It seems we are heading towards a surveillance based “Orwellian” society as described by George Orwell in his book 1984. We are perpetually being watched online by virtually everyone – government, hackers, advertising agencies, ISPs and big tech companies. They garner all sorts of personal data from your mobile device, often without your consent. In most countries, ISPs even keep track of your browsing activities and sell them to advertisers without your permission. The US legislators recently voted to legally allow ISPs to snoop on customers web-browsing activities, the UK is doing same under the Snooper’s Charter law and Australia has proposed a new law to weaken encryption. In fact, surveillance has become the business model of the Internet. Because we don’t get to see how this plays out in reality, we often fail to appreciate the enormity of the risk. Imagine being in your home and suddenly realizing that over ten people are peeping into your windows and continuously prying on your activities – it’s that serious.
As mobile devices become the most popular means of accessing the internet (Android accounting for 73% market share), privacy concerns are also growing. To make matters worse, the Android operating system itself was designed primarily to collect data about you and use it to deliver targeted ads. A lot of users are concerned about these security issues and wants to know how they can protect their online privacy while using Android devices.
There are lots of ways you can protect your privacy, the most prominent option is to use the Tor anonymous browser for Android known as Orfox. It’s the most private mobile browser out there. When combined with apps such as Orbot and orWall, greater privacy is even achieved as it forces apps to connect through the Tor network, enabling you to access the Internet incognito. But attempting to use this technology can be a daunting and complicated task for an average user. For most folks the main hitch with Tor is that its connections tend to be annoyingly slow. It’s probably not the simple, broad solution you’re looking for.
Another popular privacy solution is web proxies – most of which are free. A web proxy acts as an intermediary between your gadget and a website. But it’s not all rosy; majority of the free web proxies out there cannot be trusted, according to a research by Christian Haschek. If you’re already using one, you can confirm its credibility by testing it with this free tool.
For most people, the best internet privacy solution is a trustworthy virtual private network (VPN) service. In case you don’t know what it is, a VPN – as the name implies – helps you create a personal encrypted virtual tunnel through the Internet. If you access the Internet from this tunnel, it is difficult for anyone including your ISP to eavesdrop on your online activities. VPNs also help you disguise your location anywhere in the world and unlock geographically restricted services such as Hulu and Netflix – although the latter is beginning to block VPNs from carrying their traffic.
How to obtain and setup one
It is relatively easy to obtain and setup a VPN on Android. Interestingly, there are lots of VPN service providers within the Android community. Most are available through the Google Play Store as a free app download.
However, just like most free services, a completely free VPN may not have the right incentive to truly offer the desired level of protection – not to say that free VPNs are essentially flawed. An easy way to boost your chances of having a VPN that lives up to expectation is to pay for one. Most are based on a monthly or yearly subscription. Look out for those with lots of bandwidth and multiple sites. It’s best to try them out under the “free trial” option before subscribing.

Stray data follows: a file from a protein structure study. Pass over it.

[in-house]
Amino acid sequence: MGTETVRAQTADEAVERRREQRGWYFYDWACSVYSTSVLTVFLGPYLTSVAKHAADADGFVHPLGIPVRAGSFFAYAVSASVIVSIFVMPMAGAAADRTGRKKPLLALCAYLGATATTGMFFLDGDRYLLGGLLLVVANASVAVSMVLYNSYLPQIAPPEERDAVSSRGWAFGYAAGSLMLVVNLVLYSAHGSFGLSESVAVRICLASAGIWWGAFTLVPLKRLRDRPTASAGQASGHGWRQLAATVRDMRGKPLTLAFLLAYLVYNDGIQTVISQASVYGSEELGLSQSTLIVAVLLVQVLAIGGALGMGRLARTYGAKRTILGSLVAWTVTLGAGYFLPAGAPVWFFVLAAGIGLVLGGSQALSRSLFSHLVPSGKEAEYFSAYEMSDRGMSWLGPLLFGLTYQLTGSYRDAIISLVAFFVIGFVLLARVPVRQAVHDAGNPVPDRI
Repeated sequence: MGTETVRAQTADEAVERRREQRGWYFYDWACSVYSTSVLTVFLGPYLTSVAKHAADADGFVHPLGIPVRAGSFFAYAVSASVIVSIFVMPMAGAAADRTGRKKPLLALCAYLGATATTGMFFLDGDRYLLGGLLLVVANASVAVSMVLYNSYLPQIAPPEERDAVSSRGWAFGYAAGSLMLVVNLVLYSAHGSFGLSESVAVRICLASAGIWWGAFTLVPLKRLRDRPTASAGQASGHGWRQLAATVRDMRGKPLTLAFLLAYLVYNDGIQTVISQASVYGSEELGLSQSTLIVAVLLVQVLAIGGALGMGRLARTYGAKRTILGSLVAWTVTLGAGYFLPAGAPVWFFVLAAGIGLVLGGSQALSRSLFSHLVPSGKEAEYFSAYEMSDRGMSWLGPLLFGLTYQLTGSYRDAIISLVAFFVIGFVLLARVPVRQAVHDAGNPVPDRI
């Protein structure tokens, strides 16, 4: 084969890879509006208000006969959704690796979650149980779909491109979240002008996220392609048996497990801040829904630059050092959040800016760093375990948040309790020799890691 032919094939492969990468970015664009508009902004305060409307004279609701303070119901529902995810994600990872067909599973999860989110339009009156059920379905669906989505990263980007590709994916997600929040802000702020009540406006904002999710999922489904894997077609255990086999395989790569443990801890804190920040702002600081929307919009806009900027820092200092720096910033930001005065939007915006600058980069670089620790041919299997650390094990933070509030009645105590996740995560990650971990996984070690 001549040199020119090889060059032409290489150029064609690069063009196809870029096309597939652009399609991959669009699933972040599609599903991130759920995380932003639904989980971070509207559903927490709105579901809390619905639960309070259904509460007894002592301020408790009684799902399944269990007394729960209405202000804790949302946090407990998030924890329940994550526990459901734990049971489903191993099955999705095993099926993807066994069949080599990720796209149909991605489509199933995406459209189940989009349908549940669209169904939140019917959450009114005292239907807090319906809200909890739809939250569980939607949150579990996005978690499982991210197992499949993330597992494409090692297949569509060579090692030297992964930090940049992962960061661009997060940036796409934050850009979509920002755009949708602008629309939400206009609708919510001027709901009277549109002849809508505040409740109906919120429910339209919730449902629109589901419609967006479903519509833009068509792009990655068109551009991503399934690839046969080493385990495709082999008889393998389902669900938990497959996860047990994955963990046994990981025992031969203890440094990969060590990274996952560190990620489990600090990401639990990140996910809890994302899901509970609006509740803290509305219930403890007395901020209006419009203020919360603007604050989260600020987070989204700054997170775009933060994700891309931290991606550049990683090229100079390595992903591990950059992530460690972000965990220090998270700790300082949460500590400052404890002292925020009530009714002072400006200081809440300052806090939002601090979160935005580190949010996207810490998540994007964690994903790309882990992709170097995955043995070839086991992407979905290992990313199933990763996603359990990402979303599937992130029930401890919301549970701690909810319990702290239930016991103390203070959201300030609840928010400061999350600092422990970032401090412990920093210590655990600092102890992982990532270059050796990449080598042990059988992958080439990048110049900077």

Android also has built-in support for certain types of VPN which you can use to connect to an existing network if you already know the login details. This is especially useful when you want to securely connect to your internal corporate network from the outside world, without installing any third-party apps.
Trust factors to consider
A fundamental problem with VPN service providers is trust. Some VPN companies are also involved in the very shady privacy practices that you are running away from in the first place, especially mobile VPN providers. A recent research has shown that there are more fraudulent Android VPNs than good ones in Google Play. To be on the safe side, always check your provider’s terms of services and avoid those that keep logs of your online activities. Those that keep logs are likely to sell them to advertisers or turn them over to law enforcement on demand. What you want is a VPN service with the best chance of working as advertised. Some VPNs are so flawed that they leak your Internet address. One way to know if your VPN is leaking your Internet address is to test it with this online tool, if you see your ISP’s Internet address, you can be sure your VPN is leaking.
Limitations and downsides
Although VPNs accomplish a lot, it isn’t a one-stop solution to all your privacy concerns. It also has its limitations and downsides. Using a VPN on your mobile device helps to protect data in transit on the internet, but it does not protect that resident on your device. Similarly, your mobile phone service provider will still know your location by keeping track of the towers your device communicates with. A VPN may slow down the speed of your internet connection; it is usually advisable to subscribe to a VPN service that is close to where you actually live. A VPN cannot improve your security if your mobile device is already compromised with malware or fraudulent apps. If you care so much about privacy, it’s best to keep the number of apps as low as possible, and try to avoid giving them unnecessary permissions to information you consider private.
A version of this article appeared on vpnMentor
Categories: Digital Privacy